The biomimetic synthesis of carbonated apatites by biomolecule-based templates is a promising way for broadening apatite applications in bone tissue regeneration. In this work, heparin was used as an organic template to prepare uniform carbonate-based apatite nanorods (CHA) and graft ferulic acid (F-CHA) for enhanced bone mineralization. Next, by combining calcium phosphate cement (CPC) with different F-CHA/CPC ratios, a new type of injectable bone cement combined with F-CHA bioactive apatite was developed (CPC + F-CHA). The physicochemical properties, biocompatibility, and mineralization potential of the CPC + F-CHA composites were determined in vitro. The experimental results confirmed the preparation of highly biocompatible CHA and the compatibility of F-CHA with CPC. Although CPC + F-CHA composites with F-CHA (2.5 wt%, 5 wt%, and 10 wt%) showed a significant reduction in compressive strength (CS), compositing CPC with 10 wt% F-CHA yielded a CS suitable for orthopedic repair (CS still larger than 30 MPa). Spectroscopic and phase analyses revealed that the phase of the hydrothermally synthesized CHA product was not modified by the heparin template. Injection and disintegration tests indicated that the CPC + F-CHA composites have good biocompatibility even at 10 wt% F-CHA. D1 osteoprogenitor cells were cultured with the composites for 7 days in vitro, and the CPC + 10%F-CHA group demonstrated significantly promoted cell mineralization compared with other groups. Given these results, the use of over 10% F-CHA in CPC composites should be avoided if the latter is to be applied to load-bearing areas. A stress-shielding device may also be recommended to stabilize these areas. These newly developed biocompatible CPC + F-CHA have great potential as osteoconductive bone fillers for bone tissue engineering.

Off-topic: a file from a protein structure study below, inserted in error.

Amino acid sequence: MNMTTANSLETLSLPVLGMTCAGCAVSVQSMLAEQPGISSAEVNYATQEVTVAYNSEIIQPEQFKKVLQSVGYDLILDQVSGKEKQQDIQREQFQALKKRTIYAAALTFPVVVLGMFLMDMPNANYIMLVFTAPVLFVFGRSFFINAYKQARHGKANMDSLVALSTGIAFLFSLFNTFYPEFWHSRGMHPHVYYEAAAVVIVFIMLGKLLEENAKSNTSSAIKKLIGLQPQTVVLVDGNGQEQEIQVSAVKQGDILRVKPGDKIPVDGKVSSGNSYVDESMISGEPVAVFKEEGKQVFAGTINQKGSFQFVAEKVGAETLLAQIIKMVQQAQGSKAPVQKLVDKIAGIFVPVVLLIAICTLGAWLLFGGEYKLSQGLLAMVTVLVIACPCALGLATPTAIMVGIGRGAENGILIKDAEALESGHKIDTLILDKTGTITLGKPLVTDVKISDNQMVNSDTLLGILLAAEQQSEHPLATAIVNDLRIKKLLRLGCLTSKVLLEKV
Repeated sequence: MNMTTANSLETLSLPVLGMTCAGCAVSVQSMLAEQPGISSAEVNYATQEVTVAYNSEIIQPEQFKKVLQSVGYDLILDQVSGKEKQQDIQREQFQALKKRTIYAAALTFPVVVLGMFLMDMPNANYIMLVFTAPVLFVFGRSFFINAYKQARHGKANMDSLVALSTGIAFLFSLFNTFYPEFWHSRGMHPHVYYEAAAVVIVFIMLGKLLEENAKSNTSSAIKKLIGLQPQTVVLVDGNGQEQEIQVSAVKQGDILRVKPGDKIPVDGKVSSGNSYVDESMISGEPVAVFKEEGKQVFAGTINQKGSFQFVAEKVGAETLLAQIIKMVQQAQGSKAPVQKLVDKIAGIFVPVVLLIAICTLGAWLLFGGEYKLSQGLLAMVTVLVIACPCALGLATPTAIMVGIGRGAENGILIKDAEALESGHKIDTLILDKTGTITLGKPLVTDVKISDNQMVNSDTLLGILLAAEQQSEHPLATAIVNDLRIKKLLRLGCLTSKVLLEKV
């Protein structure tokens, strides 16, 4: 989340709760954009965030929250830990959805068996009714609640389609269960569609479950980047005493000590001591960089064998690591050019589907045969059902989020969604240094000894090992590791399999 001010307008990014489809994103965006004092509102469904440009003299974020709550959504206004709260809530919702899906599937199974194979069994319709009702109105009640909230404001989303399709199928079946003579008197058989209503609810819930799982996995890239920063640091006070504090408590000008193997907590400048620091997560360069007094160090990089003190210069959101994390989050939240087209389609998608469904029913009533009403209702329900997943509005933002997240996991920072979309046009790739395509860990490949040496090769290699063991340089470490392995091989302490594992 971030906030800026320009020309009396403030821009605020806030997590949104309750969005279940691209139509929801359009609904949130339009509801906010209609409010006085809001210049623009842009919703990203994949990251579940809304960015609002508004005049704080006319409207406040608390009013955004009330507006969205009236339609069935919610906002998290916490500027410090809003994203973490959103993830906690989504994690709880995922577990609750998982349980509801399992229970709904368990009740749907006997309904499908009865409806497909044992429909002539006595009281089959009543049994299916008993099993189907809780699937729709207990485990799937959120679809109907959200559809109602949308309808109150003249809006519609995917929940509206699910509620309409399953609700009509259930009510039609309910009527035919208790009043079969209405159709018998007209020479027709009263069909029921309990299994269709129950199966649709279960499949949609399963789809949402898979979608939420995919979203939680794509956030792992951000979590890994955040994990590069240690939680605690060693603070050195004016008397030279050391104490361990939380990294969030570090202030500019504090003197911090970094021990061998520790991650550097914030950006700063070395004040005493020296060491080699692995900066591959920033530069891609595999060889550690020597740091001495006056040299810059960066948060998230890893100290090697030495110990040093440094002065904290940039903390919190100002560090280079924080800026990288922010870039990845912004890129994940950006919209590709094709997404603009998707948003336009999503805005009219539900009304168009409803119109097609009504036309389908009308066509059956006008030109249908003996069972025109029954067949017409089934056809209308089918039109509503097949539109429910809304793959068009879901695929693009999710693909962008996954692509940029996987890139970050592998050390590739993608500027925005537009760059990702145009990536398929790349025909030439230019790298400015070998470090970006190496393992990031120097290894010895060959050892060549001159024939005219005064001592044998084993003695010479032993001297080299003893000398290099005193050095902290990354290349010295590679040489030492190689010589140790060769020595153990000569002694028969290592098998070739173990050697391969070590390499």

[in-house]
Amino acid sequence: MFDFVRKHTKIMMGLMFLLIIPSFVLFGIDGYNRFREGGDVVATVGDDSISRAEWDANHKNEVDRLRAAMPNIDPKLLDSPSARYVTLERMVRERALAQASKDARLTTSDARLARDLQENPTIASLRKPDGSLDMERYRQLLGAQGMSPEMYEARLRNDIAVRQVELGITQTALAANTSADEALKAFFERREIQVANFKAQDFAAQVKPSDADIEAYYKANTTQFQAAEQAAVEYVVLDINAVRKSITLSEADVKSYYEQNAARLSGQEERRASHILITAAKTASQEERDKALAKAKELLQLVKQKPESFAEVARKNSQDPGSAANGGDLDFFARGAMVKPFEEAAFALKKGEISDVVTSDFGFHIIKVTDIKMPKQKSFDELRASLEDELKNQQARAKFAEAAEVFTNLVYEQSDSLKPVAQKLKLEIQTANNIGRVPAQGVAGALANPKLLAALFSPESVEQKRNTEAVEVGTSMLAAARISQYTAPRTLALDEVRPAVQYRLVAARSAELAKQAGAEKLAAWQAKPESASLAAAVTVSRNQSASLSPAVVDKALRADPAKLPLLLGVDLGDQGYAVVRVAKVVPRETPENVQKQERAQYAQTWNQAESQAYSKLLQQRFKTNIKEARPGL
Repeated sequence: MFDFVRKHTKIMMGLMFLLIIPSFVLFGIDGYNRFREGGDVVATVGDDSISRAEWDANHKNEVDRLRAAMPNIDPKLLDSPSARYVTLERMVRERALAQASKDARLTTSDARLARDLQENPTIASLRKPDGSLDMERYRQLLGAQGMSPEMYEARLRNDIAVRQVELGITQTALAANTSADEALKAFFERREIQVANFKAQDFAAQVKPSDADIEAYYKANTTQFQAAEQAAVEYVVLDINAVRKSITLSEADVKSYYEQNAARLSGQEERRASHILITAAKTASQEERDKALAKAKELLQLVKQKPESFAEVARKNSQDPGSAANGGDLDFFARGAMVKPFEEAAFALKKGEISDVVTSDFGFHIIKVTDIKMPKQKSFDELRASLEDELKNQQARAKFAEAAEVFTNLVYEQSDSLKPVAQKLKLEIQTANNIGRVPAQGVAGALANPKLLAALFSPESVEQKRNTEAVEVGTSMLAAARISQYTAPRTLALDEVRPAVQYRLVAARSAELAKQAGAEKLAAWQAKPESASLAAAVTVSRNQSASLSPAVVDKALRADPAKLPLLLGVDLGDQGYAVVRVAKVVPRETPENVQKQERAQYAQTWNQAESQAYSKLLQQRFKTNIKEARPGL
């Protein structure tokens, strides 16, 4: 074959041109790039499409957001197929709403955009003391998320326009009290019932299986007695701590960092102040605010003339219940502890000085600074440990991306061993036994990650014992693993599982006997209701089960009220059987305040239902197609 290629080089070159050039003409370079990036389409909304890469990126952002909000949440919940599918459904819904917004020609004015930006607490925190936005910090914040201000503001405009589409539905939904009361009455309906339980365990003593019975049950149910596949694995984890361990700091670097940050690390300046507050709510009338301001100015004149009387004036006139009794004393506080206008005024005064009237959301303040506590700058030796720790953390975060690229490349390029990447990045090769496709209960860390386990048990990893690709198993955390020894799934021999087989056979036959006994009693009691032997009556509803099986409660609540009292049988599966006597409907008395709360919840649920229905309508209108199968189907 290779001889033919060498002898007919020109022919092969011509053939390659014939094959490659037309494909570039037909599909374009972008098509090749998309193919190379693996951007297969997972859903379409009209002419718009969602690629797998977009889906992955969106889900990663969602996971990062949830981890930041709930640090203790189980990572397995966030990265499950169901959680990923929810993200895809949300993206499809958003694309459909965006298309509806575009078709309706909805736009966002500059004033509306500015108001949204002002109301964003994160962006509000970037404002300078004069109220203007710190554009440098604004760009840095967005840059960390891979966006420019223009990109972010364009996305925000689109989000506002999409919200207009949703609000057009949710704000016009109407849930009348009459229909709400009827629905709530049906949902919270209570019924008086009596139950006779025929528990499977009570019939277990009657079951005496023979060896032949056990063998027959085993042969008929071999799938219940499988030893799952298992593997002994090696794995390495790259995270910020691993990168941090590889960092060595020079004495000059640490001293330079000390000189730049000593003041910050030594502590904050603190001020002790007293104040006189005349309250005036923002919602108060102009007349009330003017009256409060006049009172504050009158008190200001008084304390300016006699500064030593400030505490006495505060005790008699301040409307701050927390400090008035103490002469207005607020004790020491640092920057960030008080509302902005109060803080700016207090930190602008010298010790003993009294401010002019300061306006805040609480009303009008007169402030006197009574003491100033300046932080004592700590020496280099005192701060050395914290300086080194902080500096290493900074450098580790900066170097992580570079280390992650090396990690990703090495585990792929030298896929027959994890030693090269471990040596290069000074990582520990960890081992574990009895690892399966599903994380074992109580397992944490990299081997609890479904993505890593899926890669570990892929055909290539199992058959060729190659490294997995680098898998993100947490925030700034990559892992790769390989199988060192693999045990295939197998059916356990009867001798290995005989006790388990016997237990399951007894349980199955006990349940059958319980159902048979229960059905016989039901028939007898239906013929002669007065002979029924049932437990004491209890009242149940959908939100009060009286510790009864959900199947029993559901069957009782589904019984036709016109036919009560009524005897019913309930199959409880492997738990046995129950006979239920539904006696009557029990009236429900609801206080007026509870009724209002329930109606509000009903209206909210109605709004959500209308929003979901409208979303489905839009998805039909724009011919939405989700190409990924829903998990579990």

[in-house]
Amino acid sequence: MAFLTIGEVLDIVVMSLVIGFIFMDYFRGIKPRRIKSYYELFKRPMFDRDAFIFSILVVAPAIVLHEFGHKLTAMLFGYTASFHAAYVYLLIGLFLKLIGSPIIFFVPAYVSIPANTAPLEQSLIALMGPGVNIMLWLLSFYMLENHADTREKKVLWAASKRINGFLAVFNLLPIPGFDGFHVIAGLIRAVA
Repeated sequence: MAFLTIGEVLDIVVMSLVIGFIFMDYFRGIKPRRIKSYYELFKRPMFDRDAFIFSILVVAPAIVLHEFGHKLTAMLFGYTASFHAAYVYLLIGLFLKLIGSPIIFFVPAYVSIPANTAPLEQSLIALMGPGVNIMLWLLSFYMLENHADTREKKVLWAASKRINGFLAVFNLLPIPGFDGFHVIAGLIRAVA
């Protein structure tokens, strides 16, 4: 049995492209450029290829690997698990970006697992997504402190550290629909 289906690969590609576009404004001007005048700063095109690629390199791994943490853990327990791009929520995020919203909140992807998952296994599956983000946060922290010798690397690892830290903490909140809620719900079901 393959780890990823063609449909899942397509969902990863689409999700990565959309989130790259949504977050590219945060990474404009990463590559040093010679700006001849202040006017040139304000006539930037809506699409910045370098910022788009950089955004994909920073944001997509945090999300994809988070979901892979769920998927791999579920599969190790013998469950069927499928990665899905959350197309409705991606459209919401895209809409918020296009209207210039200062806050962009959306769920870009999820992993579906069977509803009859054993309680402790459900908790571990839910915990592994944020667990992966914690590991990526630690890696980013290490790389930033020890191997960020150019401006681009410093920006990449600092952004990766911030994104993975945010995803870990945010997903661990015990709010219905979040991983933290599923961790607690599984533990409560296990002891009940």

- Calcium phosphate bone cement
ASJC Scopus subject areas
- Polymers and Plastics